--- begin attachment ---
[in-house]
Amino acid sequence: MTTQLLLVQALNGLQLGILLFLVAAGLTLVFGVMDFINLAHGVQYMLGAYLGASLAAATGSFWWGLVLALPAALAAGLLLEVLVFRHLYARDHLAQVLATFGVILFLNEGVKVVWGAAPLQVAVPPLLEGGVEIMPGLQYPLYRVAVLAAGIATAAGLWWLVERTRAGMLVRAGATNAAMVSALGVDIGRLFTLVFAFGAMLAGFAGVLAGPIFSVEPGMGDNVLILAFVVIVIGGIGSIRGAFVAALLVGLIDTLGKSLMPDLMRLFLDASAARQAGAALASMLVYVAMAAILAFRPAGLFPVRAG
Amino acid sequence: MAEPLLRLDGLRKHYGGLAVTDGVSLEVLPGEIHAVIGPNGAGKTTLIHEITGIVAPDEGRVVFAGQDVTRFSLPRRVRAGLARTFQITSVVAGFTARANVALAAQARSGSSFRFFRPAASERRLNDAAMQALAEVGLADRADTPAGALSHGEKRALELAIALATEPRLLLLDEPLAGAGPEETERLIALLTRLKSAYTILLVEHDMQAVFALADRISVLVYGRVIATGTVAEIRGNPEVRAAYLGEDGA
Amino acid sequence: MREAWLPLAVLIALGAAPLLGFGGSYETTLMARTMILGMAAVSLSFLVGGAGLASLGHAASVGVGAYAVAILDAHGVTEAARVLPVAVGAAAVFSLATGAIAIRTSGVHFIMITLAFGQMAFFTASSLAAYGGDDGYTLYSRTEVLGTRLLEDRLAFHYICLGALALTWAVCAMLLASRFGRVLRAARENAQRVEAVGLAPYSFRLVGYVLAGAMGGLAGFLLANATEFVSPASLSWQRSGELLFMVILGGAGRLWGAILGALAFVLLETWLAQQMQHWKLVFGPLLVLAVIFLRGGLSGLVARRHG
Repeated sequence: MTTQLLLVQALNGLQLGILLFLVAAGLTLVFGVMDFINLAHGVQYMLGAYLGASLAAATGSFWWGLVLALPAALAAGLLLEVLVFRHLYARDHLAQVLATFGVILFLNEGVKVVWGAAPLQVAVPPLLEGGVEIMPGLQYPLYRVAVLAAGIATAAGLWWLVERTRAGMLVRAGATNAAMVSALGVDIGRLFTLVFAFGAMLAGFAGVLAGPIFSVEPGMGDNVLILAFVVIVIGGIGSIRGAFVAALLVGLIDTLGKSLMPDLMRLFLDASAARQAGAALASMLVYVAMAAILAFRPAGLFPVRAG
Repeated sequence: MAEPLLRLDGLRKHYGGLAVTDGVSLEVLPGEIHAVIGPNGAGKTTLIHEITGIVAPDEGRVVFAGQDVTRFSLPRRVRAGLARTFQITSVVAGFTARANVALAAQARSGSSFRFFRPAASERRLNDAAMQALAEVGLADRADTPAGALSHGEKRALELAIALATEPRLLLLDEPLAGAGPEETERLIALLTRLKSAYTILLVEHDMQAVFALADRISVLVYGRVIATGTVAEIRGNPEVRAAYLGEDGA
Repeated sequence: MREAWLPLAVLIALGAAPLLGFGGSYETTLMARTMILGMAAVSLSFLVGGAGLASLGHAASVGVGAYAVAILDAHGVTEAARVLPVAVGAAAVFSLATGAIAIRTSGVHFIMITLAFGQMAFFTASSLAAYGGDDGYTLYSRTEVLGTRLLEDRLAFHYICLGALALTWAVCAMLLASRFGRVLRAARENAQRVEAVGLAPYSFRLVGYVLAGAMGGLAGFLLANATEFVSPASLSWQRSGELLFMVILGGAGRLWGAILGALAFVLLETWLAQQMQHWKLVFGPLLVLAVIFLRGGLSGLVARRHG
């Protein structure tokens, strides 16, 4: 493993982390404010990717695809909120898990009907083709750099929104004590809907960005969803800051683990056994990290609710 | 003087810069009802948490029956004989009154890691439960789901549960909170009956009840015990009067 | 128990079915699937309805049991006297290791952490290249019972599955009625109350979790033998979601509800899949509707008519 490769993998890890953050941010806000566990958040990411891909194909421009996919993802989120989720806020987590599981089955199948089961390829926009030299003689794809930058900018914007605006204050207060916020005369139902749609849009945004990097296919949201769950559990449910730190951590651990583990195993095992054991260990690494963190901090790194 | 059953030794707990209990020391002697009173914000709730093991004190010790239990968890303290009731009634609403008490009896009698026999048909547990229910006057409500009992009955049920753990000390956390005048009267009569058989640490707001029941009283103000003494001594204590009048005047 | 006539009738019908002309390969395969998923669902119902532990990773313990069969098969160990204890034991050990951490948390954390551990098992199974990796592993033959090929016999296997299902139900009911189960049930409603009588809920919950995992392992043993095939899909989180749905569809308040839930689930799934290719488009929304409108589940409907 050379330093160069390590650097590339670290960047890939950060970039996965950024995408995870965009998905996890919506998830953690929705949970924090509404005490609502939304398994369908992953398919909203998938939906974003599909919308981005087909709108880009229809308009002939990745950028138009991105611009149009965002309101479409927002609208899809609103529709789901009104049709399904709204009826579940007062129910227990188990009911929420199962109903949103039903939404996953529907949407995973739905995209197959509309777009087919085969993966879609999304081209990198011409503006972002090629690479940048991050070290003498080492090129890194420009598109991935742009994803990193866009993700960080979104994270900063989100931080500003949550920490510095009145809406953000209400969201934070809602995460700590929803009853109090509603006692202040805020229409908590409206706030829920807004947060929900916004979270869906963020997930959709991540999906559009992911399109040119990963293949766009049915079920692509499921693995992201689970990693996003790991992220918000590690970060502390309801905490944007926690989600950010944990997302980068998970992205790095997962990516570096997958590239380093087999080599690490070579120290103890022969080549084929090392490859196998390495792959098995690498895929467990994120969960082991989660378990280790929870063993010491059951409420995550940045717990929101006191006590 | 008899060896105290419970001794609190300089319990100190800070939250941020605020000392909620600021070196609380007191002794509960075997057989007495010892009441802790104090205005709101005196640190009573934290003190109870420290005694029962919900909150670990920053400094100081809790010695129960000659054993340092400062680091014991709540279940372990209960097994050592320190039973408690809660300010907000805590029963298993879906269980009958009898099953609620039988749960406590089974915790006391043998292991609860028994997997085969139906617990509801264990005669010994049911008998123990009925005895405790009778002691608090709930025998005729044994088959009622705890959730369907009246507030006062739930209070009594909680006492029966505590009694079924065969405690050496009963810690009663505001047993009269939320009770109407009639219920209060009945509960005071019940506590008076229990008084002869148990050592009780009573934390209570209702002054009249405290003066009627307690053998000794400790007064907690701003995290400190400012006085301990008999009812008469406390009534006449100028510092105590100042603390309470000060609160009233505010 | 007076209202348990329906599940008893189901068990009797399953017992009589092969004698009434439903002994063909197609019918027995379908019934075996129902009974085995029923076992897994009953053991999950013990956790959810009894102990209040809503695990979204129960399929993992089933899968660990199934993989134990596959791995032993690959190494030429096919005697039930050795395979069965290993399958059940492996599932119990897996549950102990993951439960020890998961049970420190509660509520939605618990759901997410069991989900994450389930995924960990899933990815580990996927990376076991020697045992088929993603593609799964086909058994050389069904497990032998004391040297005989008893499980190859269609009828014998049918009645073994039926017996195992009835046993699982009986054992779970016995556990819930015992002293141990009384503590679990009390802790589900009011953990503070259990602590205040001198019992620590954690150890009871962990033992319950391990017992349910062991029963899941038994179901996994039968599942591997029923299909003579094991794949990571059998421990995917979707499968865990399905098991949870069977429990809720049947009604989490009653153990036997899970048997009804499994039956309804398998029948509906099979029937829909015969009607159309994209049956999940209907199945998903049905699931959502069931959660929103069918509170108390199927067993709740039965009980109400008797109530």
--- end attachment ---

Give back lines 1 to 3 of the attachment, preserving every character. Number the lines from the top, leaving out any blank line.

[in-house]
Amino acid sequence: MTTQLLLVQALNGLQLGILLFLVAAGLTLVFGVMDFINLAHGVQYMLGAYLGASLAAATGSFWWGLVLALPAALAAGLLLEVLVFRHLYARDHLAQVLATFGVILFLNEGVKVVWGAAPLQVAVPPLLEGGVEIMPGLQYPLYRVAVLAAGIATAAGLWWLVERTRAGMLVRAGATNAAMVSALGVDIGRLFTLVFAFGAMLAGFAGVLAGPIFSVEPGMGDNVLILAFVVIVIGGIGSIRGAFVAALLVGLIDTLGKSLMPDLMRLFLDASAARQAGAALASMLVYVAMAAILAFRPAGLFPVRAG
Amino acid sequence: MAEPLLRLDGLRKHYGGLAVTDGVSLEVLPGEIHAVIGPNGAGKTTLIHEITGIVAPDEGRVVFAGQDVTRFSLPRRVRAGLARTFQITSVVAGFTARANVALAAQARSGSSFRFFRPAASERRLNDAAMQALAEVGLADRADTPAGALSHGEKRALELAIALATEPRLLLLDEPLAGAGPEETERLIALLTRLKSAYTILLVEHDMQAVFALADRISVLVYGRVIATGTVAEIRGNPEVRAAYLGEDGA